Indian government orders Manipur state chief to ‘work harder’ to end violence


Mumbai (Reuters) – India’s federal government on Sunday ordered the chief minister of Manipur state to “work harder” to restore peace as violence between ethnic groups has not subsided for over 50 days despite a heavy security presence.

“I have been advised by the home minister to work harder towards restoring lasting peace in Manipur,” said N. Biren Singh, chief minister of the northeastern state after he was summoned to New Delhi for talks with Home Minister Amit Shah.

Shah and Singh both belong to the same political party.

At least 80 people have been killed and more than 40,000 forced to flee their homes after clashes broke out in Manipur on May 3 between rival ethnic groups.

Violence between members of the Kuki ethnic group, who mostly live in the hills, and Meiteis, the dominant community in the lowlands, erupted as a result of resentment over economic benefits and quotas in government jobs and education reserved for hill people.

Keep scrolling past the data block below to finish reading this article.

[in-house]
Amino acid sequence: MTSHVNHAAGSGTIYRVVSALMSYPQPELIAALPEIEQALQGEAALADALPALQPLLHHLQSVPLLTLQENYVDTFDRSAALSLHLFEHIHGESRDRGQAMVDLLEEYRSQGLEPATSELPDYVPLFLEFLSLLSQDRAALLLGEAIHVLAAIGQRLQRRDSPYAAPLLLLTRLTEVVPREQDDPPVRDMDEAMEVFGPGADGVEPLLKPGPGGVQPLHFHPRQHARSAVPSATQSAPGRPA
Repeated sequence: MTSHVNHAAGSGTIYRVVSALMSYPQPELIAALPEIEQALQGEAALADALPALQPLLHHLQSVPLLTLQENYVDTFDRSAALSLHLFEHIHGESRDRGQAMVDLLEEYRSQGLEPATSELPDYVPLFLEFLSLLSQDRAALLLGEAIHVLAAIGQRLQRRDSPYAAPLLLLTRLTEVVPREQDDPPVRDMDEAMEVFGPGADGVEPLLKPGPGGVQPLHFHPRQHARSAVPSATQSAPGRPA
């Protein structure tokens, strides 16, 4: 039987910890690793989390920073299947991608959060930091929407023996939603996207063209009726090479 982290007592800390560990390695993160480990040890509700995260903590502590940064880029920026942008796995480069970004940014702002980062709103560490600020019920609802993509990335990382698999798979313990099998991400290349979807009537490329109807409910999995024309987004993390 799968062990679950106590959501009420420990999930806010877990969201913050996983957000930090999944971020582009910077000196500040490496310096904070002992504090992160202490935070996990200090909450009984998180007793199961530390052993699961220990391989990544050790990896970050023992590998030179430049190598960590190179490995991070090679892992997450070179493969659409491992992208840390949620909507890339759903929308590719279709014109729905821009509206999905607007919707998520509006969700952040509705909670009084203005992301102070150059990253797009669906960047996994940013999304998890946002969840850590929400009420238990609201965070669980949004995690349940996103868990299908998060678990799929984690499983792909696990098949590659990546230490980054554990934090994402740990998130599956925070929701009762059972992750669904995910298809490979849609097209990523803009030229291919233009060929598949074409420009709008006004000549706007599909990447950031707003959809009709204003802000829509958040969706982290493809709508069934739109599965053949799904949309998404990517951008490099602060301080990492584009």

Several rounds of peace talks between the groups have failed and sporadic incidents of violence and arson continue to deepen the crisis in the state governed by Prime Minister Narendra Modi’s political party.

Human rights groups say Modi’s government and party have failed to do more to end ethnic tensions.

“I have been asked to further open channels of communication with all the stakeholders so that we are able to bring permanent peace in the state,” Singh said.

Manipur’s government on Sunday extended the state’s internet ban for five more days until June 30.

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